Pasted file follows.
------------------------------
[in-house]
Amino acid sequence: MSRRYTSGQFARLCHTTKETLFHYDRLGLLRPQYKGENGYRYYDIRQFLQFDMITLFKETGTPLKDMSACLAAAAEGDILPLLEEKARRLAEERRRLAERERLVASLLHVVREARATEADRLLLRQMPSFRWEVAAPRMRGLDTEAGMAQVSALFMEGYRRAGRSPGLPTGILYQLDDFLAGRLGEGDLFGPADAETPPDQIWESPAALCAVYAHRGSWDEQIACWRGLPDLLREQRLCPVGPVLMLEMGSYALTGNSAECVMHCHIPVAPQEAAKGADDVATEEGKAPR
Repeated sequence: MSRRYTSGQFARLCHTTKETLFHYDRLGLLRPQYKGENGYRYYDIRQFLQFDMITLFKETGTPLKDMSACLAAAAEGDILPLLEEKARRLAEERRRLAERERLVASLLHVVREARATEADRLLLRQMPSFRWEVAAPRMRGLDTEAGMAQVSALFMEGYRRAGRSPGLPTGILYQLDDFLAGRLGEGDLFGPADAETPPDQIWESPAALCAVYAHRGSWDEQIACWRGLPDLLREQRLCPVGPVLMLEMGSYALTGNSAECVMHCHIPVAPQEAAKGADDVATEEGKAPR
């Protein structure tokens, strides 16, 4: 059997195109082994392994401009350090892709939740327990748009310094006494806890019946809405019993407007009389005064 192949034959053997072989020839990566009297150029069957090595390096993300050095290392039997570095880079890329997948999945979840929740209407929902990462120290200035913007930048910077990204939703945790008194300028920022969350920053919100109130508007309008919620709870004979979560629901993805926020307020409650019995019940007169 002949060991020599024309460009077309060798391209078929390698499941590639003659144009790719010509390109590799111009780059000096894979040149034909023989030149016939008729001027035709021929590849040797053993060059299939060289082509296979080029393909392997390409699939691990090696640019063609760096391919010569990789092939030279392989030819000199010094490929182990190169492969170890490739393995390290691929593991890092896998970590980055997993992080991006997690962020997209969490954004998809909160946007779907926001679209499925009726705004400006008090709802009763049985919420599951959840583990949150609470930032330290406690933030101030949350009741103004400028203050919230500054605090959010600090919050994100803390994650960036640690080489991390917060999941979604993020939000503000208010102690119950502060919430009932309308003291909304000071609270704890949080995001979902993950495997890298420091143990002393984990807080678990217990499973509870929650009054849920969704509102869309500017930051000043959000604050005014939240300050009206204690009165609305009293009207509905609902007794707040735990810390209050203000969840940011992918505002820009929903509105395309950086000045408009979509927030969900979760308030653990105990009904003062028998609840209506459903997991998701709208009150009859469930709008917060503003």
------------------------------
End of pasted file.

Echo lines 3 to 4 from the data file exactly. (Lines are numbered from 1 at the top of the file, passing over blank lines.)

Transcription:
Repeated sequence: MSRRYTSGQFARLCHTTKETLFHYDRLGLLRPQYKGENGYRYYDIRQFLQFDMITLFKETGTPLKDMSACLAAAAEGDILPLLEEKARRLAEERRRLAERERLVASLLHVVREARATEADRLLLRQMPSFRWEVAAPRMRGLDTEAGMAQVSALFMEGYRRAGRSPGLPTGILYQLDDFLAGRLGEGDLFGPADAETPPDQIWESPAALCAVYAHRGSWDEQIACWRGLPDLLREQRLCPVGPVLMLEMGSYALTGNSAECVMHCHIPVAPQEAAKGADDVATEEGKAPR
């Protein structure tokens, strides 16, 4: 059997195109082994392994401009350090892709939740327990748009310094006494806890019946809405019993407007009389005064 192949034959053997072989020839990566009297150029069957090595390096993300050095290392039997570095880079890329997948999945979840929740209407929902990462120290200035913007930048910077990204939703945790008194300028920022969350920053919100109130508007309008919620709870004979979560629901993805926020307020409650019995019940007169 002949060991020599024309460009077309060798391209078929390698499941590639003659144009790719010509390109590799111009780059000096894979040149034909023989030149016939008729001027035709021929590849040797053993060059299939060289082509296979080029393909392997390409699939691990090696640019063609760096391919010569990789092939030279392989030819000199010094490929182990190169492969170890490739393995390290691929593991890092896998970590980055997993992080991006997690962020997209969490954004998809909160946007779907926001679209499925009726705004400006008090709802009763049985919420599951959840583990949150609470930032330290406690933030101030949350009741103004400028203050919230500054605090959010600090919050994100803390994650960036640690080489991390917060999941979604993020939000503000208010102690119950502060919430009932309308003291909304000071609270704890949080995001979902993950495997890298420091143990002393984990807080678990217990499973509870929650009054849920969704509102869309500017930051000043959000604050005014939240300050009206204690009165609305009293009207509905609902007794707040735990810390209050203000969840940011992918505002820009929903509105395309950086000045408009979509927030969900979760308030653990105990009904003062028998609840209506459903997991998701709208009150009859469930709008917060503003």